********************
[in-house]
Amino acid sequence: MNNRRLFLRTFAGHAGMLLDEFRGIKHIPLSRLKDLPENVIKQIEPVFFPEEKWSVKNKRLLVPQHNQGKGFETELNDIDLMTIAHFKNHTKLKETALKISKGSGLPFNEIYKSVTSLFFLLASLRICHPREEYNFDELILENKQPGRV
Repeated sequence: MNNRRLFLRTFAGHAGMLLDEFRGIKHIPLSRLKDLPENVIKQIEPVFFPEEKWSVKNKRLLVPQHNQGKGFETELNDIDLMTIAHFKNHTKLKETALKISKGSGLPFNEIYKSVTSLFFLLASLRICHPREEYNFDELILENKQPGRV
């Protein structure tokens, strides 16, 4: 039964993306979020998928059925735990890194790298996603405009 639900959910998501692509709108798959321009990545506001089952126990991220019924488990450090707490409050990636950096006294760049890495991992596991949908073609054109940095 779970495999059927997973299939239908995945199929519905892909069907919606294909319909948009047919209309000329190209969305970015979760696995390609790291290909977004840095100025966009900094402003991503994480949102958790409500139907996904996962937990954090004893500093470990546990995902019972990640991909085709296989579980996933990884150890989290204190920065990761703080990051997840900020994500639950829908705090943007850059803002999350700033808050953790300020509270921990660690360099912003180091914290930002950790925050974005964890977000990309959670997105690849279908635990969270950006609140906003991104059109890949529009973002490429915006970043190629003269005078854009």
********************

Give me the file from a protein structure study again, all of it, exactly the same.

[in-house]
Amino acid sequence: MNNRRLFLRTFAGHAGMLLDEFRGIKHIPLSRLKDLPENVIKQIEPVFFPEEKWSVKNKRLLVPQHNQGKGFETELNDIDLMTIAHFKNHTKLKETALKISKGSGLPFNEIYKSVTSLFFLLASLRICHPREEYNFDELILENKQPGRV
Repeated sequence: MNNRRLFLRTFAGHAGMLLDEFRGIKHIPLSRLKDLPENVIKQIEPVFFPEEKWSVKNKRLLVPQHNQGKGFETELNDIDLMTIAHFKNHTKLKETALKISKGSGLPFNEIYKSVTSLFFLLASLRICHPREEYNFDELILENKQPGRV
């Protein structure tokens, strides 16, 4: 039964993306979020998928059925735990890194790298996603405009 639900959910998501692509709108798959321009990545506001089952126990991220019924488990450090707490409050990636950096006294760049890495991992596991949908073609054109940095 779970495999059927997973299939239908995945199929519905892909069907919606294909319909948009047919209309000329190209969305970015979760696995390609790291290909977004840095100025966009900094402003991503994480949102958790409500139907996904996962937990954090004893500093470990546990995902019972990640991909085709296989579980996933990884150890989290204190920065990761703080990051997840900020994500639950829908705090943007850059803002999350700033808050953790300020509270921990660690360099912003180091914290930002950790925050974005964890977000990309959670997105690849279908635990969270950006609140906003991104059109890949529009973002490429915006970043190629003269005078854009």